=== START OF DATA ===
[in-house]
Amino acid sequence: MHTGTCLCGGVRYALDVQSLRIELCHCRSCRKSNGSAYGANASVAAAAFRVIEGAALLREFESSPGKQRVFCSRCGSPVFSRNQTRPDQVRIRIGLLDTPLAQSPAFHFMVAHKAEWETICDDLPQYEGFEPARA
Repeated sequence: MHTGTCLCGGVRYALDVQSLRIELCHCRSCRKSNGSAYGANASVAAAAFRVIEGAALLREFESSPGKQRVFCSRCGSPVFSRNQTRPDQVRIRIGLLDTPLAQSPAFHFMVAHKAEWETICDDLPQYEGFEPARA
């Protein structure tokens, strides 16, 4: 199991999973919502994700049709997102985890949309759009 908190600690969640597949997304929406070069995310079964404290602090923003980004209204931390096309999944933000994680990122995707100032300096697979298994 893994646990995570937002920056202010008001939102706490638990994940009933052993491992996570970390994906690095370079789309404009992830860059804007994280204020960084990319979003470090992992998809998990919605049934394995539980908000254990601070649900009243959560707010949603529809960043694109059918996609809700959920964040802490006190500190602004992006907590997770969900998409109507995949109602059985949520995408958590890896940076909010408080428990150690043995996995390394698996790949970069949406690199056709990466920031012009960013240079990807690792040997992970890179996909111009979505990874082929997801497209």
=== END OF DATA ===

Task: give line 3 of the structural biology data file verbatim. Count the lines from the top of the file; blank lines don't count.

Repeated sequence: MHTGTCLCGGVRYALDVQSLRIELCHCRSCRKSNGSAYGANASVAAAAFRVIEGAALLREFESSPGKQRVFCSRCGSPVFSRNQTRPDQVRIRIGLLDTPLAQSPAFHFMVAHKAEWETICDDLPQYEGFEPARA